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Aerosol-Cloud Interactions Centered on MAGIC: Insights from Measurements and Lagrangian Large Eddy Simulation

Active Dates 9/1/2023-8/31/2026
Program Area Atmospheric System Research
Project Description
Aerosol-Cloud Interactions Centered on MAGIC: Insights from Measurements and Lagrangian Large Eddy Simulation

Principal Investigator: Graham Feingold, NOAA Chemical Sciences Laboratory

Co-Investigators: Takanobu Yamaguchi, Yaosheng Chen, and Xiaoli Zhou, NOAA Chemical Sciences Laboratory/Cooperative Institute for Research in the Environmental Sciences, University of Colorado at Boulder

Unfunded collaborator: J. Christine Chiu, Colorado State University

Traditionally aerosol-cloud interactions have been separated into the “albedo effect” (brightening under constant cloud amount, characterized by both cloud liquid water path, and cloud fraction; Twomey 1974) and the “lifetime effect” (adjustments in cloud amount). The magnitudes of adjustments in liquid water path (LWP) and cloud fraction (CF) in marine boundary layer (MBL) clouds are poorly understood; both positive and negative adjustments have been documented (e.g., Albrecht 1989; Xue et al. 2008; Gryspeerdt et al. 2019). Positive adjustments tend to occur under conditions that are likely to precipitate, i.e., when the addition of aerosol particles suppresses precipitation and increases cloud amount. Negative adjustments appear to be prevalent in non-precipitating stratocumulus (Sc) when drop-size dependent evaporation reduces cloud amount (Wang et al. 2003; Ackerman et al. 2004; Bretherton et al. 2007). These negative adjustments have been demonstrated to offset the albedo effect very significantly, with cloud ‘darkening’ possible when losses in liquid water path and cloud fraction exceed certain thresholds (Glassmeier et al. 2021; Zhang et al. 2022; Zhang and Feingold 2023; Zheng, 2022). The cloud fraction adjustment is particularly poorly quantified, in part because cloud fraction is a quantity that is contingent on instrument detection limits and thresholds (Schwartz et al. 2017). Moreover, the timescales of both the liquid water path and cloud fraction adjustments over the course of the diurnal cycle have received very little attention. In this proposal we will address these cloud amount adjustments in the NE Pacific using a combination of Marine ARM (Atmospheric Radiation Measurement) GPCI Investigation of Clouds (MAGIC) ship-based data, large ensembles of realistic Lagrangian large eddy simulations (LESs), and satellite remote-sensing. MAGIC data will be used to enhance understanding of cloud processes in well-established geophysical variable spaces that are key to the problem. We will focus our attention on the extent to which aerosol perturbations both augment and offset the Twomey brightening by changing cloud amount, and the meteorological and cloud conditions in which these different responses occur. We will use this framework to evaluate the climate effect of aerosol-cloud interactions in one of the major stratocumulus decks, and provide constraints on the regional indirect effect simulated by climate models. We will also consider the effects of aerosol perturbations on the stratocumulus-to-cumulus transition.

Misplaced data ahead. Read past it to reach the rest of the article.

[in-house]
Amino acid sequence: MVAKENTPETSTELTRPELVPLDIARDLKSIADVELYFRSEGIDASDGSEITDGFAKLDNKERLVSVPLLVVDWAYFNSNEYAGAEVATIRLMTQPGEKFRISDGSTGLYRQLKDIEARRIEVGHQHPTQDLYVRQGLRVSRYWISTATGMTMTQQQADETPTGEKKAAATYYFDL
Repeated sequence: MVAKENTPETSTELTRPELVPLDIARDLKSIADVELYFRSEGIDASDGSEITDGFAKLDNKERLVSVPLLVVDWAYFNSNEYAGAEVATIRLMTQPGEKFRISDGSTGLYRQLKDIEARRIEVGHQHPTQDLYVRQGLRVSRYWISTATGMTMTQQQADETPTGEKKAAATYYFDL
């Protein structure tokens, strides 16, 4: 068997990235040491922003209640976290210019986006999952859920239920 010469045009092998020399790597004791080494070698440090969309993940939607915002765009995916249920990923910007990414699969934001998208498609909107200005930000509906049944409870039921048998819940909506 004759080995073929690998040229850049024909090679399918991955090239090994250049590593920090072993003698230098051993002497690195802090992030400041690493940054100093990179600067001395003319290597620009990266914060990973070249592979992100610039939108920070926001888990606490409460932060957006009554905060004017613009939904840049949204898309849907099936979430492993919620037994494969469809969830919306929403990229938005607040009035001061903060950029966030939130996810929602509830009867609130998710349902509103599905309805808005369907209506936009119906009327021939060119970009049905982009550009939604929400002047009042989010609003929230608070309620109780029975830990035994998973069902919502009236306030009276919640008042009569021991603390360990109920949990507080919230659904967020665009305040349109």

Award Recipient(s)
  • NOAA/OAR (PI: Feingold, Graham)